For proponents, explicit language is pivotal for arming kids against an attacker and helping them move on after a shooting. Psychologist Robert D. Macy, director of the International Trauma Center and adviser to Massachusetts’ recent task force, said, “The classical argument is that it’s going to give [kids] PTSD if you talk about [a lockdown drill]. And that’s really an urban myth.” Age-appropriate and honest discussions, he said, citing research from Israel and Chechnya, build “stress inoculation,” making children less frightened in the long term. To a first-grade classroom, for example, he would say something like, “We do these exercises so we can protect your body when someone comes in to hurt you....I’m so sorry that you’re 6 years old and you have to worry about someone hurting you, but this is how we’re going to do it, and you can ask as many questions as you want.”
Other psychologists, parents, and teachers, however, argue that repeated drills using explicit language make children more frightened, not less. (Indeed, some question their function entirely, given that the odds of an American child being the victim of a school shooting, according to the National Association of School Psychologists, are still only 1 in 2.5 million.) Michael Dorn, executive director of school-safety consulting firm Safe Havens International, said that the active-shooter language “creates a great deal of anxiety, a great deal of fear, and lowers people’s ability to make good decisions.” “Run, hide, fight” is one example. Although “fight” is meant to be the last recourse, “what we know is that that alarmist, frightening language results in people focusing on the last resort.”
Stephen Brock, president of the National Association of School Psychologists and a professor at California State University, Sacramento, agreed that overly graphic language can limit a drill’s effectiveness. The most helpful drills he has seen, he said, are ones “explained to [students] by adults as ‘things we’re going to do just to make extra sure you’re safe at school,’ and [in which] dramatic language like an ‘armed assailant drill’ or an ‘active shooter drill’ is avoided.” The group is currently working to help design more consistent, age-appropriate recommendations for lockdown drills.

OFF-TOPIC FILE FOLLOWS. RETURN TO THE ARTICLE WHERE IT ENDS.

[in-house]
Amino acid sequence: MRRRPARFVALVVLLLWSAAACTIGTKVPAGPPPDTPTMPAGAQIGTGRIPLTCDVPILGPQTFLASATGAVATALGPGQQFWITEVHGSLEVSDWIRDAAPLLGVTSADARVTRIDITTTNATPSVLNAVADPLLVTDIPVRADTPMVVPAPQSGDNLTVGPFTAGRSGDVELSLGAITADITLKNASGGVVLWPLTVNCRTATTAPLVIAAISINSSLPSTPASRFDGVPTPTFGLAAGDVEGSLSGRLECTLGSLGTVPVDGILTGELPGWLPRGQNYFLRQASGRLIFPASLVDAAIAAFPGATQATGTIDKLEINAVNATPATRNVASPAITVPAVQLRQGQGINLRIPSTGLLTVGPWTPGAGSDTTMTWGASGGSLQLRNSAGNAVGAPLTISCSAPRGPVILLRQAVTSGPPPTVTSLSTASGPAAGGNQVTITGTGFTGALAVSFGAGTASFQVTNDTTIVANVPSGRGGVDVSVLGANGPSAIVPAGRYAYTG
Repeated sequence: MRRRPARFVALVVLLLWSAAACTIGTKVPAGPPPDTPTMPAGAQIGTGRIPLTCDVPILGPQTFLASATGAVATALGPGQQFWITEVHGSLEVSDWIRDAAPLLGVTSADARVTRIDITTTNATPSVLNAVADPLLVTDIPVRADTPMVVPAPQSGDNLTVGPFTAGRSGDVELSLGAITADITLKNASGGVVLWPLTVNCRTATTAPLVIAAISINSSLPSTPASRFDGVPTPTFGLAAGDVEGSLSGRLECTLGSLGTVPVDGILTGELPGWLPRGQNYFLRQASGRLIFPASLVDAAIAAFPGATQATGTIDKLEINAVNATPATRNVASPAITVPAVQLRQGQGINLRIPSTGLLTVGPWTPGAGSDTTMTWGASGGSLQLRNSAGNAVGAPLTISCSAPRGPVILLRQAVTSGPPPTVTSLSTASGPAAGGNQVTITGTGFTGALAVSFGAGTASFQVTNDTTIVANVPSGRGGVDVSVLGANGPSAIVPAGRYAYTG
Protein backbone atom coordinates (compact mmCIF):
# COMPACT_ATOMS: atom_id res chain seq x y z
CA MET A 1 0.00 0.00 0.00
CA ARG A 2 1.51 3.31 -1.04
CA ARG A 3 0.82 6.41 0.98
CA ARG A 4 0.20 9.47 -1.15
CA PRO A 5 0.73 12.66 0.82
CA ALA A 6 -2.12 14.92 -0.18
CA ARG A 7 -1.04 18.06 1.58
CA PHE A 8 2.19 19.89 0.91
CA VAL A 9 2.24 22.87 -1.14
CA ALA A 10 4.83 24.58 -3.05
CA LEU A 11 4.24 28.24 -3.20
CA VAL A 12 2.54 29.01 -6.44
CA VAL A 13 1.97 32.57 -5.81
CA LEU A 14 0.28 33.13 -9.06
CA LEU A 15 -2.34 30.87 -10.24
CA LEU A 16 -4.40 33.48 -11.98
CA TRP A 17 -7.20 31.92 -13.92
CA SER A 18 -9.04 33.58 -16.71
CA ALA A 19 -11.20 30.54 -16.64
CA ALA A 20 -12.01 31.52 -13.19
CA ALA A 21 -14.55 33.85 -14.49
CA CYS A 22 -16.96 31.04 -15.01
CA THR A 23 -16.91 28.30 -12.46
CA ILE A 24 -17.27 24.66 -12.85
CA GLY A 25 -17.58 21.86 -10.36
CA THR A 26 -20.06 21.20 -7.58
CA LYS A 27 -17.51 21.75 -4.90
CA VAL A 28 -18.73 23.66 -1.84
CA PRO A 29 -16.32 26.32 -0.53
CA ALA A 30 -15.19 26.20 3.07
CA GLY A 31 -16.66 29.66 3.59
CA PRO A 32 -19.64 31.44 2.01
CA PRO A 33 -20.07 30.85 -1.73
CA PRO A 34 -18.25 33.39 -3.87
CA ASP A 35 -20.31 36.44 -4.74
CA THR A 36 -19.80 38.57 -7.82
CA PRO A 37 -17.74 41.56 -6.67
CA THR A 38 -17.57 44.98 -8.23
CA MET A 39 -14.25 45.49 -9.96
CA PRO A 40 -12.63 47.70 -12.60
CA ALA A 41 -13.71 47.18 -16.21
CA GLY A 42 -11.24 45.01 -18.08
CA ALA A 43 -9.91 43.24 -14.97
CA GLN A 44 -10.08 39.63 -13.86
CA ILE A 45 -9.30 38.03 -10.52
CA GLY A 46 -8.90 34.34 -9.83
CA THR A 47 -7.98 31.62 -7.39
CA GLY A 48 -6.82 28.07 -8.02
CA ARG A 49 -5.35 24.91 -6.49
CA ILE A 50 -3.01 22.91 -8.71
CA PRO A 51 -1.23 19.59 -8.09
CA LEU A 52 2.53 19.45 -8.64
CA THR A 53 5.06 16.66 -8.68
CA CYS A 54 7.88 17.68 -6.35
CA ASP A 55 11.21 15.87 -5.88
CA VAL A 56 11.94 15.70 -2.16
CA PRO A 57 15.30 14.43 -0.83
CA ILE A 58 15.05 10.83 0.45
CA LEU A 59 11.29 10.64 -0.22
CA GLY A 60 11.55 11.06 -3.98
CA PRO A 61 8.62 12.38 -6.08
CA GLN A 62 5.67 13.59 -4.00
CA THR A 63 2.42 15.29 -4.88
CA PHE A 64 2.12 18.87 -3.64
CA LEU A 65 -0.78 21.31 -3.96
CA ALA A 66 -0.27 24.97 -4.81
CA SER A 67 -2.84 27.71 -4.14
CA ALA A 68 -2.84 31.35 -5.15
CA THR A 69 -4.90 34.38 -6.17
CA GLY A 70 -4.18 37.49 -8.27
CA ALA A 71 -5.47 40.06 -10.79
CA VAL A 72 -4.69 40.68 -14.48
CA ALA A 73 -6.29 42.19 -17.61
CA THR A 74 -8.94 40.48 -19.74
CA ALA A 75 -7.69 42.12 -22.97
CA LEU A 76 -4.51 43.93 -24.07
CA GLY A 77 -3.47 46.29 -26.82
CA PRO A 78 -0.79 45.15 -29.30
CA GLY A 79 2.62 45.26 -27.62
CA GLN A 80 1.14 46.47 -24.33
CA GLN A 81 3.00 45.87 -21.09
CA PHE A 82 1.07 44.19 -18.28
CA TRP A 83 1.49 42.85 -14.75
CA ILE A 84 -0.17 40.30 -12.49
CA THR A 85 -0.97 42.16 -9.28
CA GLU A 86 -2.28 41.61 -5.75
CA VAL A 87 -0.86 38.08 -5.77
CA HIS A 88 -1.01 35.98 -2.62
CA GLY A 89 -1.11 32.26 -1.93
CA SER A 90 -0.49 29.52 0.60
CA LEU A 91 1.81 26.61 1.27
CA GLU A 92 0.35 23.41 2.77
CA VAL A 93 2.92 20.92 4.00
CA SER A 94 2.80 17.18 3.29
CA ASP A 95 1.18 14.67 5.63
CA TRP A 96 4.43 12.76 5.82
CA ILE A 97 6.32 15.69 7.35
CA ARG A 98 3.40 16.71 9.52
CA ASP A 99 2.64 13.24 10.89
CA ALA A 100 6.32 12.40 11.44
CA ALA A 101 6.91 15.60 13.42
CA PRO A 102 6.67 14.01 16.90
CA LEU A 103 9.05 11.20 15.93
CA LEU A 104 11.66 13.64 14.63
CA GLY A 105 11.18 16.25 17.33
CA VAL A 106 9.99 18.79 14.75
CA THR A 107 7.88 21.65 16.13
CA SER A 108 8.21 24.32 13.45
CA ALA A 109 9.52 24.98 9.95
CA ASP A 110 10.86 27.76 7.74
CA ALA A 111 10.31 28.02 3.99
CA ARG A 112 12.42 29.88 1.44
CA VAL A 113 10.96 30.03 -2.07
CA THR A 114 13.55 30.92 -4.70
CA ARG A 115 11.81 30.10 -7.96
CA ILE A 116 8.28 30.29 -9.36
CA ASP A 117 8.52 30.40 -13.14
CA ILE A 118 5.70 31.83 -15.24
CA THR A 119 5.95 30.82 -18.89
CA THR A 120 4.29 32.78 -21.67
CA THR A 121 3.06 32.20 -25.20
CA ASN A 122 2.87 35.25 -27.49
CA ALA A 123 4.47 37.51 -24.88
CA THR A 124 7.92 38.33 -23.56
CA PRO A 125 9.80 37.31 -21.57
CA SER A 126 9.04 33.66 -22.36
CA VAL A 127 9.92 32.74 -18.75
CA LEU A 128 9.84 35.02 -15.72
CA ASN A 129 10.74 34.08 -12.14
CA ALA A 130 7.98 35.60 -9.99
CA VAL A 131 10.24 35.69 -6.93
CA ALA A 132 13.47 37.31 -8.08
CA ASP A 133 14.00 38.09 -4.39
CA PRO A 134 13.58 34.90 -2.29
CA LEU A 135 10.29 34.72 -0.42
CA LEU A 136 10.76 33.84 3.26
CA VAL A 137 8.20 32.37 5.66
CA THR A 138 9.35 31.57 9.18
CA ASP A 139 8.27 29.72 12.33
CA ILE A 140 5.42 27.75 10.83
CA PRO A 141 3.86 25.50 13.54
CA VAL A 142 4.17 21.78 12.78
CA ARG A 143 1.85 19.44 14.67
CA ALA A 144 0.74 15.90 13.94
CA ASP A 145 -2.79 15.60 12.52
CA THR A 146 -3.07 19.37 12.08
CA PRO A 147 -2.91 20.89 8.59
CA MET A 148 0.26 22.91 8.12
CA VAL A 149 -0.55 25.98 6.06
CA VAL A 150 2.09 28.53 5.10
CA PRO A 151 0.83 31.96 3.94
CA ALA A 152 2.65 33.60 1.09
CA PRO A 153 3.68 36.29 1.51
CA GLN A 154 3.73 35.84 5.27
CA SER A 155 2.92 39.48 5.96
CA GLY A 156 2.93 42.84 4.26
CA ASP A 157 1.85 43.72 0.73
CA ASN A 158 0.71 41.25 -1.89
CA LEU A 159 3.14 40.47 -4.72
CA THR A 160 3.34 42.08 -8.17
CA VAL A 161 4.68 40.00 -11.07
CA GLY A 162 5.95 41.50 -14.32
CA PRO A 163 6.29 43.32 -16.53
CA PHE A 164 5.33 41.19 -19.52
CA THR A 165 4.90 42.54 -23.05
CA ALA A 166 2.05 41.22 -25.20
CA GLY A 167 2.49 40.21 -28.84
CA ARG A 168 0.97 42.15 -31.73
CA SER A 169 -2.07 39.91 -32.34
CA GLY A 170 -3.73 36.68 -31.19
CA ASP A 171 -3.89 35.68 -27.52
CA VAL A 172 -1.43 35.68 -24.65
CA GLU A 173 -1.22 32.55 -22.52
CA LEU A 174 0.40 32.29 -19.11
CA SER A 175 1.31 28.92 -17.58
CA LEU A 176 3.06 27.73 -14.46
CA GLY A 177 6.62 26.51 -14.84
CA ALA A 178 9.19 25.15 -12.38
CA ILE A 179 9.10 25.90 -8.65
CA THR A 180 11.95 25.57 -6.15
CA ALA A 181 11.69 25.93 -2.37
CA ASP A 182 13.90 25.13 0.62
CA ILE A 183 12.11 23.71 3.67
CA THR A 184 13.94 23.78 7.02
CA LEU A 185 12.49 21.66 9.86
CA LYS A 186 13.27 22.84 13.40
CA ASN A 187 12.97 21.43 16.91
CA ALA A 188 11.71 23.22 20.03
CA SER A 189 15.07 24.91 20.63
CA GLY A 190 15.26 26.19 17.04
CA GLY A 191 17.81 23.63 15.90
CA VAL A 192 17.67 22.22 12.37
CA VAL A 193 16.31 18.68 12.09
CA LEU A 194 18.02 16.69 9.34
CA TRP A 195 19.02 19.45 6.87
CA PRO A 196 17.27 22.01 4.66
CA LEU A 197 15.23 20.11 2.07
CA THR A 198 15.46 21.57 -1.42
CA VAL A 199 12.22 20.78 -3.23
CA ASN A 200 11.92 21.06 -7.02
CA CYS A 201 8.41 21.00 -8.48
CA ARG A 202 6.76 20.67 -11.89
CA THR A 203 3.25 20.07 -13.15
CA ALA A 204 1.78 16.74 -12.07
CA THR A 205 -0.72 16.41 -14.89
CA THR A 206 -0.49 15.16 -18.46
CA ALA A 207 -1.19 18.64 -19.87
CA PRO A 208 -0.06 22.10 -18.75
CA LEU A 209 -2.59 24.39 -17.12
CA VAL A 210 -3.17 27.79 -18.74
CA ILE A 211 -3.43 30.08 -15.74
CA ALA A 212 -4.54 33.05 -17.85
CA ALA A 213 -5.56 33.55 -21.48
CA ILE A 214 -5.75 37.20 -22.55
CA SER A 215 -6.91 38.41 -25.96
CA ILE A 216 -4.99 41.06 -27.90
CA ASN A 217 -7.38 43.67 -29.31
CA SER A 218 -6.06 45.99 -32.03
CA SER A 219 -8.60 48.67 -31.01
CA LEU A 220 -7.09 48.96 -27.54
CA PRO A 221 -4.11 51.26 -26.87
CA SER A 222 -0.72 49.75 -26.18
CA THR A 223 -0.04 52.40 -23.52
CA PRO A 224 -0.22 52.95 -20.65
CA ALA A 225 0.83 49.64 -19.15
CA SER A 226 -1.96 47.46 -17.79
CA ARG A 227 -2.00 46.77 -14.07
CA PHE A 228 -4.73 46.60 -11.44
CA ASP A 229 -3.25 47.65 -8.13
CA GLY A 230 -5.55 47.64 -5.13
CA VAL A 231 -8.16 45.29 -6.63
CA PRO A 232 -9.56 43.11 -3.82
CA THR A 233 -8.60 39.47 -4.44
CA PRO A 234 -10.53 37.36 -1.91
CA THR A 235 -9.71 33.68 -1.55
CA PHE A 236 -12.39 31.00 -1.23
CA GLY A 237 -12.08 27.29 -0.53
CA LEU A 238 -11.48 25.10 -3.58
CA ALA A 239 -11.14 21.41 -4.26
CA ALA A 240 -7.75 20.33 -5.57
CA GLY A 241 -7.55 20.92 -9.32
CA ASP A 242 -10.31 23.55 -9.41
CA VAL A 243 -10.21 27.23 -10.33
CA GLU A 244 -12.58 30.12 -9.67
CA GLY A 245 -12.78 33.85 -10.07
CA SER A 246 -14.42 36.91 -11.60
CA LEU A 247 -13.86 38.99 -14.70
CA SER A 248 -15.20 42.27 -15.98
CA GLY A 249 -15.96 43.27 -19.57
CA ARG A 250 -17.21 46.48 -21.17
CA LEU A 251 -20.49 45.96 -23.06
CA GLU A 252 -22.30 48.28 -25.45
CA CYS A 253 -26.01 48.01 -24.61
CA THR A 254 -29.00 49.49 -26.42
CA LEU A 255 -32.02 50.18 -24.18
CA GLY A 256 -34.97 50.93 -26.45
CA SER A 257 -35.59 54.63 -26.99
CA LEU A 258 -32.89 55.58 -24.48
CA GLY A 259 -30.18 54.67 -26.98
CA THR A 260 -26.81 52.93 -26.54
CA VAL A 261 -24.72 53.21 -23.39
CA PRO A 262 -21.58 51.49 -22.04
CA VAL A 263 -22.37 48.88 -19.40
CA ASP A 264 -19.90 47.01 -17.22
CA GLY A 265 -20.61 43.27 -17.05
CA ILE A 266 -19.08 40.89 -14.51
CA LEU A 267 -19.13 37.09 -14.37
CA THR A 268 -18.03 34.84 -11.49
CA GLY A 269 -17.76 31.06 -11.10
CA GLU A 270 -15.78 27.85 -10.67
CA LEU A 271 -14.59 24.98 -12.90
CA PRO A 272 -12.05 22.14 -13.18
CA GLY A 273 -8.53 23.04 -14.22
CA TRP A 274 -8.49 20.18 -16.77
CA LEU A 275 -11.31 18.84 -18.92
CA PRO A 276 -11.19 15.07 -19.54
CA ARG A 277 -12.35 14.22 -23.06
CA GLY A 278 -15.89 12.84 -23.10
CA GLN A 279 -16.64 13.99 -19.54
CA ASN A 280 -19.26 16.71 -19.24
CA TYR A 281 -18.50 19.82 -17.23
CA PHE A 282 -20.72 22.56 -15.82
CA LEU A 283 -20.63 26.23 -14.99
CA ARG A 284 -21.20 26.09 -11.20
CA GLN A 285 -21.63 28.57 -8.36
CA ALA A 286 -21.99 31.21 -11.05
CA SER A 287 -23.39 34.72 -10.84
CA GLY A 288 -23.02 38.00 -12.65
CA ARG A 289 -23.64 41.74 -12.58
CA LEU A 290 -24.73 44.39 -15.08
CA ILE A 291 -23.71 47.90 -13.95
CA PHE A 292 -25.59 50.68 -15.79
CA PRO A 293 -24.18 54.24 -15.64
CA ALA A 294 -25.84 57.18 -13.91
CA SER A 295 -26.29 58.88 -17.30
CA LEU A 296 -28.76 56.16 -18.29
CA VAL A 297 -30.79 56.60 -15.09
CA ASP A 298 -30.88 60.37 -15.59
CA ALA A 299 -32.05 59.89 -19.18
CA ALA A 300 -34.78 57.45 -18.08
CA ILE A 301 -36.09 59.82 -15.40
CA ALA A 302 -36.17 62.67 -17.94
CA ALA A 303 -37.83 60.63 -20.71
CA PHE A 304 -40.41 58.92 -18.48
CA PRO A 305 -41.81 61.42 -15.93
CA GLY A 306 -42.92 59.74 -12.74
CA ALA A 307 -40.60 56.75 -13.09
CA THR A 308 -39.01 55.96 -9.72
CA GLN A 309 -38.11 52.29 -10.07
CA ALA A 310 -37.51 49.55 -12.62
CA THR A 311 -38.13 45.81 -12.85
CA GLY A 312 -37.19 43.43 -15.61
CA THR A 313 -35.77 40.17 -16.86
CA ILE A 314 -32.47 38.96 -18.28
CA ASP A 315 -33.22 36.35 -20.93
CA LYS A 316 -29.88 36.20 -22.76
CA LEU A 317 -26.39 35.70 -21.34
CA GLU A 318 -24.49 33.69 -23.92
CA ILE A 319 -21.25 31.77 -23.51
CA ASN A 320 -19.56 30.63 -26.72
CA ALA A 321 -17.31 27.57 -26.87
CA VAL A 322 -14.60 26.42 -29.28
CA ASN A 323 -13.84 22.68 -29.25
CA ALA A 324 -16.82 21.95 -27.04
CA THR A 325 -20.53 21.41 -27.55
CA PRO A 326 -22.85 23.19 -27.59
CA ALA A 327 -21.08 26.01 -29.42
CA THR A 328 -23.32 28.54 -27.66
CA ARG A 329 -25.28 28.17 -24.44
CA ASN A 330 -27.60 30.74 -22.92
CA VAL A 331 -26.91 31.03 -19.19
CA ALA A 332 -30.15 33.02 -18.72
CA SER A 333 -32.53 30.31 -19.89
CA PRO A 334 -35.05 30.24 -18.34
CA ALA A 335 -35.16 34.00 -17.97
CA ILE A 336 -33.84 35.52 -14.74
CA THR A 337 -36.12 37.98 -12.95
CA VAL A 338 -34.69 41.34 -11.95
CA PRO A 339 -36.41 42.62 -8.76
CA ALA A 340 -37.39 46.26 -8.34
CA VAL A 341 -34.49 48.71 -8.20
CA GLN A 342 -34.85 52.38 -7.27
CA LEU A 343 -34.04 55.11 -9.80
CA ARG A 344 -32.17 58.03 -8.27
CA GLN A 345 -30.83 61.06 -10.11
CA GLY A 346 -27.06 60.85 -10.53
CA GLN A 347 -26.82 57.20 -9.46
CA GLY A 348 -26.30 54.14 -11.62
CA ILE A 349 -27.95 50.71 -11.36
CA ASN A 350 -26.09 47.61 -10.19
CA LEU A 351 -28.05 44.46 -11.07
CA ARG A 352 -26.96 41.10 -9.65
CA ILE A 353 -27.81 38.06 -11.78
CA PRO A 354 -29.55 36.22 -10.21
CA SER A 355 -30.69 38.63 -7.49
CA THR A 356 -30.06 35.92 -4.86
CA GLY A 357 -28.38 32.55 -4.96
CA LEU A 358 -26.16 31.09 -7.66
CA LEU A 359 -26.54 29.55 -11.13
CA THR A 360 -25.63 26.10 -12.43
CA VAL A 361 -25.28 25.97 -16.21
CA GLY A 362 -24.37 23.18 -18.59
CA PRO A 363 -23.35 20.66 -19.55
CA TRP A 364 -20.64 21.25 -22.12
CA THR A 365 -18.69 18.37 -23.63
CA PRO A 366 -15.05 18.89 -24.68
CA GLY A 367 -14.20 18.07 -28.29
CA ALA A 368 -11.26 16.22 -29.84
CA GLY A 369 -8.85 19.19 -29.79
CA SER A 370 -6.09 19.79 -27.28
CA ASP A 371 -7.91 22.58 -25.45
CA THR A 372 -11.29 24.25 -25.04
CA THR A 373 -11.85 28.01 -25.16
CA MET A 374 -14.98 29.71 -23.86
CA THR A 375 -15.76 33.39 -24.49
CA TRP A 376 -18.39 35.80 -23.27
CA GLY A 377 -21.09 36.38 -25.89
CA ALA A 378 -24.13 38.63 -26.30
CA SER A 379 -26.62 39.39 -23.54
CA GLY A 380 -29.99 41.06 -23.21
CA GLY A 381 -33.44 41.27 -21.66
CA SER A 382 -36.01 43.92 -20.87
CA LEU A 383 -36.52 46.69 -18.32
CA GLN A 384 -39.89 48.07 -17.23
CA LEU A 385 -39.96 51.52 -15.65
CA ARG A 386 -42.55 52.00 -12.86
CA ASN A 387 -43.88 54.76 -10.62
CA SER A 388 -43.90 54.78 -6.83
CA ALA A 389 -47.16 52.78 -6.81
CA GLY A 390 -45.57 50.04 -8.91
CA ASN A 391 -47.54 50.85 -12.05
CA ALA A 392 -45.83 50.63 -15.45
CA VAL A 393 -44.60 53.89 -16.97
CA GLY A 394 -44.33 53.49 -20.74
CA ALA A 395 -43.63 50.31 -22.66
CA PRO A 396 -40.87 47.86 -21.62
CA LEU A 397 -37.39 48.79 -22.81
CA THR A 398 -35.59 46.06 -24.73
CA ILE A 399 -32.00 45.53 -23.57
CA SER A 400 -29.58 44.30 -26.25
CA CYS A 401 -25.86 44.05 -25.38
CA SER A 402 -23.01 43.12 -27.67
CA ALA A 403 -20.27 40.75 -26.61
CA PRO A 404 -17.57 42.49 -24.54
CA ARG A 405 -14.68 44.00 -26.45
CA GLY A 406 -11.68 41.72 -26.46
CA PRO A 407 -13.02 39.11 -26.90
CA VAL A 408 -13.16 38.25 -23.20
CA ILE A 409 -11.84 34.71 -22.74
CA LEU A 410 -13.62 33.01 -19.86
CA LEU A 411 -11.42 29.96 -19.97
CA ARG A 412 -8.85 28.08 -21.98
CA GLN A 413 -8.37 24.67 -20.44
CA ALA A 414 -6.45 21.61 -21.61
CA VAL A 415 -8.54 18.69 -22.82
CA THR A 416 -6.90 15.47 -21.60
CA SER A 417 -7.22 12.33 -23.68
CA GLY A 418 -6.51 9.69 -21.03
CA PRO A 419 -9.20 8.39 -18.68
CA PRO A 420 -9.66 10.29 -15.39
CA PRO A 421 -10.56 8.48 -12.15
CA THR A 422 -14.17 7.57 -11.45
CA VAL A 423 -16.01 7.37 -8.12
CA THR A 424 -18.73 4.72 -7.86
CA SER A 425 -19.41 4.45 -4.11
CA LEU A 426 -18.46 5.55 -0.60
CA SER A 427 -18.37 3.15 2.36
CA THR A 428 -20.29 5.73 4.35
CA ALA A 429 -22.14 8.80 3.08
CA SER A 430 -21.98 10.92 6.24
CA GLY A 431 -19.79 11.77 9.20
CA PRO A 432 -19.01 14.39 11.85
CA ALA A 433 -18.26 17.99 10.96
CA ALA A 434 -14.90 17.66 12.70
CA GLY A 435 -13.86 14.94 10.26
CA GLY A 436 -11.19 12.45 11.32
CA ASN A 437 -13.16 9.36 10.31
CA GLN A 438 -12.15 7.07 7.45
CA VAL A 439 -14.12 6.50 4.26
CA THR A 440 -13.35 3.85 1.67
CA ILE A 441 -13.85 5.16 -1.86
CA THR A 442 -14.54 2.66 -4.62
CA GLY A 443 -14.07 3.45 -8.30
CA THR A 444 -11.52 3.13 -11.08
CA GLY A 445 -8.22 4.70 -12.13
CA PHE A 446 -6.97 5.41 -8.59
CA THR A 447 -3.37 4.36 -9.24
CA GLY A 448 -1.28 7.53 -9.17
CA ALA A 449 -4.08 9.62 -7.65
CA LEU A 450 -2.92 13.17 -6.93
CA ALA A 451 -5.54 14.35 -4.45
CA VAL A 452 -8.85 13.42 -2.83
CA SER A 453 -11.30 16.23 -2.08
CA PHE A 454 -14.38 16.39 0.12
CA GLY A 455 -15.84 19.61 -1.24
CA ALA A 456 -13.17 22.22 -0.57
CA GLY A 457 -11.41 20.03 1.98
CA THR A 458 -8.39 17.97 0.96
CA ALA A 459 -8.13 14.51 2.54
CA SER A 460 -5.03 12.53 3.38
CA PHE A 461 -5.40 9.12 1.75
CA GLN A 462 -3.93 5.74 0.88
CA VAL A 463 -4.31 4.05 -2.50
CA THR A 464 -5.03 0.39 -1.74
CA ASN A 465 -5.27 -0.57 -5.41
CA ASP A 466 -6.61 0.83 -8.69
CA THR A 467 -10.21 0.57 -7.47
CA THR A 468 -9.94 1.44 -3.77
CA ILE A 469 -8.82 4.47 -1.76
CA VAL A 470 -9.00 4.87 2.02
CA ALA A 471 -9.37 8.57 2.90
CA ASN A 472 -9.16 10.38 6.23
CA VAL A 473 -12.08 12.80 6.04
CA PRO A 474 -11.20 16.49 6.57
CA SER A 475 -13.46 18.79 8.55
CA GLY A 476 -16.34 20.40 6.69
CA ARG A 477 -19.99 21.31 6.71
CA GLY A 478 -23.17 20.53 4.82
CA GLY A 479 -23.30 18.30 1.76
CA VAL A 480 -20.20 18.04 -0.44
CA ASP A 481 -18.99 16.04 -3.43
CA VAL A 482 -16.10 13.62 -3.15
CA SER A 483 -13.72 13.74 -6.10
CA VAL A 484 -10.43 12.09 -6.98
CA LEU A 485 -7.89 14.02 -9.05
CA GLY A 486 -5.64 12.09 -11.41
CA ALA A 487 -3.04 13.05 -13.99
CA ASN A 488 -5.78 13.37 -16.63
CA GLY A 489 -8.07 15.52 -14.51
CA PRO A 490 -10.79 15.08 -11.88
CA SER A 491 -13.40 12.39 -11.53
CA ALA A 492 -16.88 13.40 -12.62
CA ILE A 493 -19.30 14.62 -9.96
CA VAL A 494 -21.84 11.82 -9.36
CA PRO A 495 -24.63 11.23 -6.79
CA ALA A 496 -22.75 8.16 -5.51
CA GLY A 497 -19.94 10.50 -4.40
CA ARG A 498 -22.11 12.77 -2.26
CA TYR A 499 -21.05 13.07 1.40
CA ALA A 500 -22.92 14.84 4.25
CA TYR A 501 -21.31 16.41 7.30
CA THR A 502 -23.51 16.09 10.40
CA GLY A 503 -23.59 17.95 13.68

For the moment, however, administrators are working these things out district by district. Paul Stein is school superintendent in Wayland, a district in the process of adopting the ALICE protocols, which he said he “hoped will feel empowering and not scary.” He said his teachers and principals chose their words very carefully, using “silent safety drill” with elementary-school kids instead of “lockdown,” for instance.
In the end, Stein observed, teachers—and parents—can do the most good simply by listening to children and responding to their cues. If a young child says, for instance, “‘I heard about an intruder and they came in. Is somebody going to come here?’ You can say: ‘That’s really unusual. Schools are very safe places.’”
Britt Peterson is an Ideas columnist. She lives in Washington, D.C. Follow her on Twitter @brittkpeterson.